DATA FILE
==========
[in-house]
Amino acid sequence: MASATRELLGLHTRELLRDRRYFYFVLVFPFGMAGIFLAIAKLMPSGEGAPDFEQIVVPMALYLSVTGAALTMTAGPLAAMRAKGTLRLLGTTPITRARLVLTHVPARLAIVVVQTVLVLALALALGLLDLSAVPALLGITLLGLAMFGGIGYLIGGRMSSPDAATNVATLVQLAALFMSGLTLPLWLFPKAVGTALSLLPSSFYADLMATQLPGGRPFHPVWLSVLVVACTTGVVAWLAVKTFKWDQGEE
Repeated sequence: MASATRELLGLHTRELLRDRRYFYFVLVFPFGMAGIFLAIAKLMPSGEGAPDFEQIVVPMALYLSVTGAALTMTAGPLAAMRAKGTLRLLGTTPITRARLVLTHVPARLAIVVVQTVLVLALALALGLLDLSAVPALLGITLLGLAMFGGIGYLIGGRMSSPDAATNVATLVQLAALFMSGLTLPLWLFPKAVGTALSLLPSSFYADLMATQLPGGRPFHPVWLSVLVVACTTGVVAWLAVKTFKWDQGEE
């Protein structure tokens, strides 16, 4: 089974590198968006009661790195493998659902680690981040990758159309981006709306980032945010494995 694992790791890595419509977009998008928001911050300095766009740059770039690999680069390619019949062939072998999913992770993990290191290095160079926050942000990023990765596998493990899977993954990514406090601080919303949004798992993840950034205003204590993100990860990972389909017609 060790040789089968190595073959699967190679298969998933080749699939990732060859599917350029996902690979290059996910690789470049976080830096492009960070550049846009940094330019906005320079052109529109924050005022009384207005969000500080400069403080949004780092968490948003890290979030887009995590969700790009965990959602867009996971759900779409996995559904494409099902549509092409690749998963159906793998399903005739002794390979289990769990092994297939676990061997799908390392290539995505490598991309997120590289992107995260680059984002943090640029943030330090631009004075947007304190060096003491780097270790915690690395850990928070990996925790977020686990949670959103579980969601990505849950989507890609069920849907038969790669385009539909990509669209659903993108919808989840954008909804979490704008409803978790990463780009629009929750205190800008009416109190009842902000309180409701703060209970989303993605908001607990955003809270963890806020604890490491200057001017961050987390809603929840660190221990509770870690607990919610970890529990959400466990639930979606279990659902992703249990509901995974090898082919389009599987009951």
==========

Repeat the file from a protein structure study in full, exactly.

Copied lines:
[in-house]
Amino acid sequence: MASATRELLGLHTRELLRDRRYFYFVLVFPFGMAGIFLAIAKLMPSGEGAPDFEQIVVPMALYLSVTGAALTMTAGPLAAMRAKGTLRLLGTTPITRARLVLTHVPARLAIVVVQTVLVLALALALGLLDLSAVPALLGITLLGLAMFGGIGYLIGGRMSSPDAATNVATLVQLAALFMSGLTLPLWLFPKAVGTALSLLPSSFYADLMATQLPGGRPFHPVWLSVLVVACTTGVVAWLAVKTFKWDQGEE
Repeated sequence: MASATRELLGLHTRELLRDRRYFYFVLVFPFGMAGIFLAIAKLMPSGEGAPDFEQIVVPMALYLSVTGAALTMTAGPLAAMRAKGTLRLLGTTPITRARLVLTHVPARLAIVVVQTVLVLALALALGLLDLSAVPALLGITLLGLAMFGGIGYLIGGRMSSPDAATNVATLVQLAALFMSGLTLPLWLFPKAVGTALSLLPSSFYADLMATQLPGGRPFHPVWLSVLVVACTTGVVAWLAVKTFKWDQGEE
């Protein structure tokens, strides 16, 4: 089974590198968006009661790195493998659902680690981040990758159309981006709306980032945010494995 694992790791890595419509977009998008928001911050300095766009740059770039690999680069390619019949062939072998999913992770993990290191290095160079926050942000990023990765596998493990899977993954990514406090601080919303949004798992993840950034205003204590993100990860990972389909017609 060790040789089968190595073959699967190679298969998933080749699939990732060859599917350029996902690979290059996910690789470049976080830096492009960070550049846009940094330019906005320079052109529109924050005022009384207005969000500080400069403080949004780092968490948003890290979030887009995590969700790009965990959602867009996971759900779409996995559904494409099902549509092409690749998963159906793998399903005739002794390979289990769990092994297939676990061997799908390392290539995505490598991309997120590289992107995260680059984002943090640029943030330090631009004075947007304190060096003491780097270790915690690395850990928070990996925790977020686990949670959103579980969601990505849950989507890609069920849907038969790669385009539909990509669209659903993108919808989840954008909804979490704008409803978790990463780009629009929750205190800008009416109190009842902000309180409701703060209970989303993605908001607990955003809270963890806020604890490491200057001017961050987390809603929840660190221990509770870690607990919610970890529990959400466990639930979606279990659902992703249990509901995974090898082919389009599987009951």